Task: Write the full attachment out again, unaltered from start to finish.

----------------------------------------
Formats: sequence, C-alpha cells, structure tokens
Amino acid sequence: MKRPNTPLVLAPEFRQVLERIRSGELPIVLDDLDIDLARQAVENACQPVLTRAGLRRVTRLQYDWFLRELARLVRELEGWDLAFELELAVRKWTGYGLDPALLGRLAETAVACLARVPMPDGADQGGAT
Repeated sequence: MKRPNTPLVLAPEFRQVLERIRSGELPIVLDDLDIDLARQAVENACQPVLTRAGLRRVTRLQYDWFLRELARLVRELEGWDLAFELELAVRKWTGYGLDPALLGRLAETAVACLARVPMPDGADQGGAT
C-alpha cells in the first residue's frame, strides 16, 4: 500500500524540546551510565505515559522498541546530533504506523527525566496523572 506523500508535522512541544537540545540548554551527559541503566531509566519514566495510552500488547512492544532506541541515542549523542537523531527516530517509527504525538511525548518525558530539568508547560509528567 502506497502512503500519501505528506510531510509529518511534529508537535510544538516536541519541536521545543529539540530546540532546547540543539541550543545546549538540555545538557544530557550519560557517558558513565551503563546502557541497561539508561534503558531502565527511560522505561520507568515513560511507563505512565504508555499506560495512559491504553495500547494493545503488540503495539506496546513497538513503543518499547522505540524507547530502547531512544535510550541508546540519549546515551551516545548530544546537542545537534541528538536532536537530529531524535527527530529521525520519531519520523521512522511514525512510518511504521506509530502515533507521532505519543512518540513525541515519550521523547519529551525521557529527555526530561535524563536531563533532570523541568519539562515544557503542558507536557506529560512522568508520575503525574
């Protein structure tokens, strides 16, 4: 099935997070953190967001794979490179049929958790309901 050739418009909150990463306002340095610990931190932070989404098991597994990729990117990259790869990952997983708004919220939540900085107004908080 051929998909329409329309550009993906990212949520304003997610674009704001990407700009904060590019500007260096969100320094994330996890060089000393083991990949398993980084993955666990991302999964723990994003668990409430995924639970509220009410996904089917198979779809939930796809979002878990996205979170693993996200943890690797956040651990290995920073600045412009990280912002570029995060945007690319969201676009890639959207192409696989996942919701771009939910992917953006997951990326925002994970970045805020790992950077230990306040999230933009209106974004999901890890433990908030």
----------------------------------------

Formats: sequence, C-alpha cells, structure tokens
Amino acid sequence: MKRPNTPLVLAPEFRQVLERIRSGELPIVLDDLDIDLARQAVENACQPVLTRAGLRRVTRLQYDWFLRELARLVRELEGWDLAFELELAVRKWTGYGLDPALLGRLAETAVACLARVPMPDGADQGGAT
Repeated sequence: MKRPNTPLVLAPEFRQVLERIRSGELPIVLDDLDIDLARQAVENACQPVLTRAGLRRVTRLQYDWFLRELARLVRELEGWDLAFELELAVRKWTGYGLDPALLGRLAETAVACLARVPMPDGADQGGAT
C-alpha cells in the first residue's frame, strides 16, 4: 500500500524540546551510565505515559522498541546530533504506523527525566496523572 506523500508535522512541544537540545540548554551527559541503566531509566519514566495510552500488547512492544532506541541515542549523542537523531527516530517509527504525538511525548518525558530539568508547560509528567 502506497502512503500519501505528506510531510509529518511534529508537535510544538516536541519541536521545543529539540530546540532546547540543539541550543545546549538540555545538557544530557550519560557517558558513565551503563546502557541497561539508561534503558531502565527511560522505561520507568515513560511507563505512565504508555499506560495512559491504553495500547494493545503488540503495539506496546513497538513503543518499547522505540524507547530502547531512544535510550541508546540519549546515551551516545548530544546537542545537534541528538536532536537530529531524535527527530529521525520519531519520523521512522511514525512510518511504521506509530502515533507521532505519543512518540513525541515519550521523547519529551525521557529527555526530561535524563536531563533532570523541568519539562515544557503542558507536557506529560512522568508520575503525574
């Protein structure tokens, strides 16, 4: 099935997070953190967001794979490179049929958790309901 050739418009909150990463306002340095610990931190932070989404098991597994990729990117990259790869990952997983708004919220939540900085107004908080 051929998909329409329309550009993906990212949520304003997610674009704001990407700009904060590019500007260096969100320094994330996890060089000393083991990949398993980084993955666990991302999964723990994003668990409430995924639970509220009410996904089917198979779809939930796809979002878990996205979170693993996200943890690797956040651990290995920073600045412009990280912002570029995060945007690319969201676009890639959207192409696989996942919701771009939910992917953006997951990326925002994970970045805020790992950077230990306040999230933009209106974004999901890890433990908030």